You can put a small bit of epoxy in the hole with a toothpick and just put a piece of clear scotch tape over it until it cures. Then you can slowly peel the tape off. The tape helps level out the fill in the hole. Edges may stll show but at least the bait will be sealed and it won't pop out. This problem can be caused by oil or dirt from you hands. But I have learned that devcon levels out best when the environment in your shop is between 70 to 74 deg. and the humidity is at least 60% or better. If the air is too dry it can cause the epoxy to cure quickly and draw up as it cures. If the temp is too cold then the epoxy becomes too thick to spread out evenly while it is on your wheel. If it is too high then it starts to cure too quickly and you could have the same problem. Everyone needs to remember that applying epoxy clearcoats is a skill, just like painting. Practice makes perfect. Skeeter
  43. 2 points
    I weigh my plaster molds on a gram scale. When the mold stops losing weight in the drying process then the mold is 'dry'. From personal experimentation; PoP loses weight at a constant rate, there is no gradual slowing down of the weight loss, so it is very easy to determine the dry point. I mention this because over drying in the oven can make the mold powdery. A cracked open oven works well, but the ideal rapid method is a warm box with fan circulation. I used 3x 100W incandescent (filament) bulbs as the heat source. If you make a lot of molds, this simple wood construction oven is worth building. Dave
  44. 2 points
    Heat the mold up, place the wire keeper where to want it in the mold, carefully close the mold so it doesn’t move on you, put it in a vice and crank it down. Easiest and quickest mod you can do to a mold.
  45. 2 points
    Thanks everyone! Continued on today with some green watermelon with black and red flake. Also tried the heat gun trick for some extra shine. The heat gun is gonna take some practice. It goes from nothing is happening to a smooth blob pretty darn quick haha. Most still came out ok.
  46. 2 points
  47. 2 points
    The only problem is the owner has no vested interest in your product so they will try to sell what they have paid for before selling your product. If you can get a high visibility location in the store, you will be better off. Also, if the store closed abruptly, you are out your product if you can't get in to remove it. We never put product on consignment just for those reasons. We lost 38 stores during the recession but were paid for the product so no monetary loss. Just my .02.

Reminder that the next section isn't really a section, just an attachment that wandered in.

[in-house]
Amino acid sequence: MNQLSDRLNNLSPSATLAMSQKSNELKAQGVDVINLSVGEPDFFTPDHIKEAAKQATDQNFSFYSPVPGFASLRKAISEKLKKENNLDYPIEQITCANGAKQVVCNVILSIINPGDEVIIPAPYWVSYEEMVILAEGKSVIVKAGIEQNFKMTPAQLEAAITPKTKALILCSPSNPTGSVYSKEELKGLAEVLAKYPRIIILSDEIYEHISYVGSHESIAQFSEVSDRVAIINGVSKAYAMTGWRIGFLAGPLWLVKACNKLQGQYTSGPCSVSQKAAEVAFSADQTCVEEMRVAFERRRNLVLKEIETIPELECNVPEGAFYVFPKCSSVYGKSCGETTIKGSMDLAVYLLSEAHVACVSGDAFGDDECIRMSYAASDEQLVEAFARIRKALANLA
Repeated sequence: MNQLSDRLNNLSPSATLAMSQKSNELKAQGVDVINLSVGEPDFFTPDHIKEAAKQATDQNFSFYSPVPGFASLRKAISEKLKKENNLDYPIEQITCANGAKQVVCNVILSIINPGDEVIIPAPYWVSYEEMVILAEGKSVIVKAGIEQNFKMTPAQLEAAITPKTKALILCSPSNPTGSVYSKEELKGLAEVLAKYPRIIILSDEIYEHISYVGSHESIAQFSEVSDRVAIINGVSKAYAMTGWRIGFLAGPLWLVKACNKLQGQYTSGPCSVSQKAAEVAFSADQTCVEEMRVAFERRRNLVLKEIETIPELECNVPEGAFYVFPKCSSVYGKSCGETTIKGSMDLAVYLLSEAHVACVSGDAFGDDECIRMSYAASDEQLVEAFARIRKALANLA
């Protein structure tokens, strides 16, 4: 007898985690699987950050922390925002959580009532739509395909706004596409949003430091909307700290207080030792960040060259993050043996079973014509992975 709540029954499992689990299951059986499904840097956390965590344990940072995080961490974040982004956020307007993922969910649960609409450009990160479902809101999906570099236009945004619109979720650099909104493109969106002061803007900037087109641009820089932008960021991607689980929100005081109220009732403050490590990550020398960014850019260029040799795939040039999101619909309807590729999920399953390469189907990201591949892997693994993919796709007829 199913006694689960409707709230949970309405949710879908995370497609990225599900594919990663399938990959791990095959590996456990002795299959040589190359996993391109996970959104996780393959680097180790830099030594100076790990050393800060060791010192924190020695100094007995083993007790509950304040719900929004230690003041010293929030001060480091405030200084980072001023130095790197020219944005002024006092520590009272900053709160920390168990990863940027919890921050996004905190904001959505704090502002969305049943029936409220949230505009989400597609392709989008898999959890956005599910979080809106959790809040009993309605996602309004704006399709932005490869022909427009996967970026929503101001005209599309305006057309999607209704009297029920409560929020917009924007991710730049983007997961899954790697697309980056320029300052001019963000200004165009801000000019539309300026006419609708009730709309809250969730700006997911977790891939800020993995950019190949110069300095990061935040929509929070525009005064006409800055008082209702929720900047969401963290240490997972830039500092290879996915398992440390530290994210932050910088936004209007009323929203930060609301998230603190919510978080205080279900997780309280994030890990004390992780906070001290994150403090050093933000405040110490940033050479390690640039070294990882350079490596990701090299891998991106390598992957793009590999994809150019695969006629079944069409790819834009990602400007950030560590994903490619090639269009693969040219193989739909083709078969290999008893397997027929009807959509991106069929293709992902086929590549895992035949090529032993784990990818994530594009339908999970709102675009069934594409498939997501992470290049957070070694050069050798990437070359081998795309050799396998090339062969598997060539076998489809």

48. 2 points
    I bought some Do-It Essentials molds some time back just to see what everybody was complaining about. Sure they have a less than smooth surface and dry out of the molds the baits look a little dull, but in the water where most of us actually fish with them they look great and catch fish. My thought was … here is a cheap mold that produces baits that catches fish somebody can buy if they just want to play a little bit. I voiced that opinion here some time back and get a little bit of a thrubbing for it. Some guys complained it was NOT a good deal if they didn't get a zillion cavities for it, and others complained about the dull finish all over again. Sure they don't have the finish of a machined mold, but then they don't have the cost either. In my opinion the only real draw back is for the reseller. A bait that doesn't look as pretty in the package doesn't sell as well. My opinion of them hasn't really changed. They are a cheap mold that produces baits that catch fish. Its not a Cadillac, but its not priced like one either.
  49. 2 points
    Stick to the USA mold makers, they are very aware of their designs and are good about making sure they don't violate any patents (if they do they are on the hook just as much as you are for making the baits) whereas the offshore mold guys don't care. USA patents don't apply to them and they just pass the buck on to the buyer.
  50. 2 points
    I use regular rustoleum primer for base coating. I dip batches of 100-200 at a time usually. Then I just paint with various water based acrylics and clear coat. Pretty much just like a small crankbait. Some clears you can mix the glitter in, others you can't. Since I use the same clear for all of my baits, I don't add glitter to it. If I want glitter on something I will put down a layer of clear nail polish and sprinkle the glitter in where I want it. The polish holds it on well, then clear coat as normal.